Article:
California pediatrician's initiative combats misinformation, dispels myths for the unvaccinated

Anabel Munoz Image
Saturday, August 14, 2021
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A doctor wants people to remember the unvaccinated don't fit in a box, and her program aims to address their questions and concerns regarding the COVID vaccine.

LOS ANGELES (KABC) -- Dr. Rhea Boyd, a public health advocate and pediatrician, wants people to remember the unvaccinated don't fit in a box.

"The unvaccinated are not some monstrous monolith. This is not a group of folks who is primarily averse to vaccination. They're not anti-science," Boyd said.

She explains the largest group who are unvaccinated are children who are not yet eligible, adding that among adults, those who have not been vaccinated are more likely to be between the ages of 18 and 50, make less than $40,000 and "who are Black or Latinx and lack health insurance."

Boyd co-created an initiative where trusted health-care professionals can help spread accurate information and dispel myths.

"A formal and informal way of people being able to talk to health-care providers who look like them about their questions and concerns regarding the COVID vaccines," she said.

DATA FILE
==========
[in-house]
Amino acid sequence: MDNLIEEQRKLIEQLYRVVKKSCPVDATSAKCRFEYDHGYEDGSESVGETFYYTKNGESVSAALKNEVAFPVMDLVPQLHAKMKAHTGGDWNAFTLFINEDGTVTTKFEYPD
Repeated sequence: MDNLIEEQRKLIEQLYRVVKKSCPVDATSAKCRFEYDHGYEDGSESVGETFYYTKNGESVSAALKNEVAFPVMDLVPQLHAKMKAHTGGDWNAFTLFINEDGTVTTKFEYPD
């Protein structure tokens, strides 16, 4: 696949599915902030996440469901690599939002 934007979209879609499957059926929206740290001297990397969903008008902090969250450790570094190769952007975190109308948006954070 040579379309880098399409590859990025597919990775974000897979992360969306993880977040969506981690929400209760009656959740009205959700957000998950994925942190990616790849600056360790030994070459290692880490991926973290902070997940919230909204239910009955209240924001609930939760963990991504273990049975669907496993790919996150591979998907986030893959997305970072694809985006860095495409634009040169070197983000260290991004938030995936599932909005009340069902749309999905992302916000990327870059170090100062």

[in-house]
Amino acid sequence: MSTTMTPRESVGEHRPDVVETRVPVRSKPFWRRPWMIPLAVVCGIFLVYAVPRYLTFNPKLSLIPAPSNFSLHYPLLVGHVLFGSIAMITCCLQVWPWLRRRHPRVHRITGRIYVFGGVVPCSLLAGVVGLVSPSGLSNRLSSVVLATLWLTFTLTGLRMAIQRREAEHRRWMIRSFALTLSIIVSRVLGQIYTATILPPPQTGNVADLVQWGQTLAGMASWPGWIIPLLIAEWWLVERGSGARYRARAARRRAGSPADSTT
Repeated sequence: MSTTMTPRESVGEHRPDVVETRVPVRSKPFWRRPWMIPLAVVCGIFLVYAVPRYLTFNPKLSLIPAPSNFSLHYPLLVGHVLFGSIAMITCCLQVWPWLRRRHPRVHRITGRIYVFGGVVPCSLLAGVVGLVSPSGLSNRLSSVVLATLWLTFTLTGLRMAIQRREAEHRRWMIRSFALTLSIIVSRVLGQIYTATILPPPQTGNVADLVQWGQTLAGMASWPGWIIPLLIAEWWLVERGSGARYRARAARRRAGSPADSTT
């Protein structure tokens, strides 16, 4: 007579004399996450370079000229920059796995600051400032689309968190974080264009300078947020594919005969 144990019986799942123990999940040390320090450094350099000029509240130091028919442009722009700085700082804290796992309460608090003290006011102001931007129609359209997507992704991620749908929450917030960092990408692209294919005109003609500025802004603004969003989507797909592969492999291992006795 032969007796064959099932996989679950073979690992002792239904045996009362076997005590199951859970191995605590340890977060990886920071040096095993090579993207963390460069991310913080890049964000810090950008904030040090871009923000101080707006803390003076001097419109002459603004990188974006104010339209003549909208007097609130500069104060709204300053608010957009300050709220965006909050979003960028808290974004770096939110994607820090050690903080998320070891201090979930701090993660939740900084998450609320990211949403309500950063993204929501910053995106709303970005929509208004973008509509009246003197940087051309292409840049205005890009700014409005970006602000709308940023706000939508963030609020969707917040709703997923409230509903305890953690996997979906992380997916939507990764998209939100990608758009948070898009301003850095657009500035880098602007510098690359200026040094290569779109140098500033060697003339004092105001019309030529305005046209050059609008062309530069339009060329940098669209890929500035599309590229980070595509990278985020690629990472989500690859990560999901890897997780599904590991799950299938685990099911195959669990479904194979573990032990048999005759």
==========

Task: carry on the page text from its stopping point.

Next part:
The Conversation: Between Us About Us has garnered millions of views with the support of Black and Latino health-care professionals, and even big names like sociopolitical comedian W. Kamau Bell. There's a section on their website with dozens of videos in English and Spanish people can find answers to frequently asked questions. Boyd calls it a healthy rabbit hole.

This is her advice to families with children who cannot get vaccinated: "For all the kiddos who just are too young to get vaccinated, we need to make sure that everyone around them is masking, including all the kids above age 2. That helps limit COVID spread in crowded indoor settings, like school will be come this fall."

The collaboration between the Kaiser Family Foundation, the Black Coalition Against COVID and Unidos US has also reached thousands through virtual town halls.

"Five of the events so far and about 5,000 people stay on the line. And it's almost like calling in live to the radio," Boyd said. "We say 'you're live on air, ask your question to the provider,' and we've been able to speak to thousands of people in the South, too, which is an area of the country that has some of the lowest vaccination rates."